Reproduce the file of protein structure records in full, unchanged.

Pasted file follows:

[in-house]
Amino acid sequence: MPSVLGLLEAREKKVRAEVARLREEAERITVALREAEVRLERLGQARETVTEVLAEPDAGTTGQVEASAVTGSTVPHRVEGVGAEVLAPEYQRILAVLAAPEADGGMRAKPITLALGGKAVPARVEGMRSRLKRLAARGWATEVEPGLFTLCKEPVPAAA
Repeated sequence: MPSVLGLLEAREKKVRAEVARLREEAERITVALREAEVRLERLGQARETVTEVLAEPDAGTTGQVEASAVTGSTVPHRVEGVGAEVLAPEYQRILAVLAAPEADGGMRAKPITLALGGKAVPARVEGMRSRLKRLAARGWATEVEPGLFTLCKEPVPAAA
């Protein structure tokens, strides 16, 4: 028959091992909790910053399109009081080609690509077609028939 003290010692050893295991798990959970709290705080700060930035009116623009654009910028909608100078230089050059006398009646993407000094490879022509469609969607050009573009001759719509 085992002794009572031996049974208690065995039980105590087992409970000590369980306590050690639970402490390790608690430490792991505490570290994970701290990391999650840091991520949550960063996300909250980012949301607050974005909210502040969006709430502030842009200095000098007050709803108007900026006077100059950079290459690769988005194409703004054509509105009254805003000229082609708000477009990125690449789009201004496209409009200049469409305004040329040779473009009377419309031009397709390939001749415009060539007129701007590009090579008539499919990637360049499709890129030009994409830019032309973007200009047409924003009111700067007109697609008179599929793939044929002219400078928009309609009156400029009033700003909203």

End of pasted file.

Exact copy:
[in-house]
Amino acid sequence: MPSVLGLLEAREKKVRAEVARLREEAERITVALREAEVRLERLGQARETVTEVLAEPDAGTTGQVEASAVTGSTVPHRVEGVGAEVLAPEYQRILAVLAAPEADGGMRAKPITLALGGKAVPARVEGMRSRLKRLAARGWATEVEPGLFTLCKEPVPAAA
Repeated sequence: MPSVLGLLEAREKKVRAEVARLREEAERITVALREAEVRLERLGQARETVTEVLAEPDAGTTGQVEASAVTGSTVPHRVEGVGAEVLAPEYQRILAVLAAPEADGGMRAKPITLALGGKAVPARVEGMRSRLKRLAARGWATEVEPGLFTLCKEPVPAAA
């Protein structure tokens, strides 16, 4: 028959091992909790910053399109009081080609690509077609028939 003290010692050893295991798990959970709290705080700060930035009116623009654009910028909608100078230089050059006398009646993407000094490879022509469609969607050009573009001759719509 085992002794009572031996049974208690065995039980105590087992409970000590369980306590050690639970402490390790608690430490792991505490570290994970701290990391999650840091991520949550960063996300909250980012949301607050974005909210502040969006709430502030842009200095000098007050709803108007900026006077100059950079290459690769988005194409703004054509509105009254805003000229082609708000477009990125690449789009201004496209409009200049469409305004040329040779473009009377419309031009397709390939001749415009060539007129701007590009090579008539499919990637360049499709890129030009994409830019032309973007200009047409924003009111700067007109697609008179599929793939044929002219400078928009309609009156400029009033700003909203």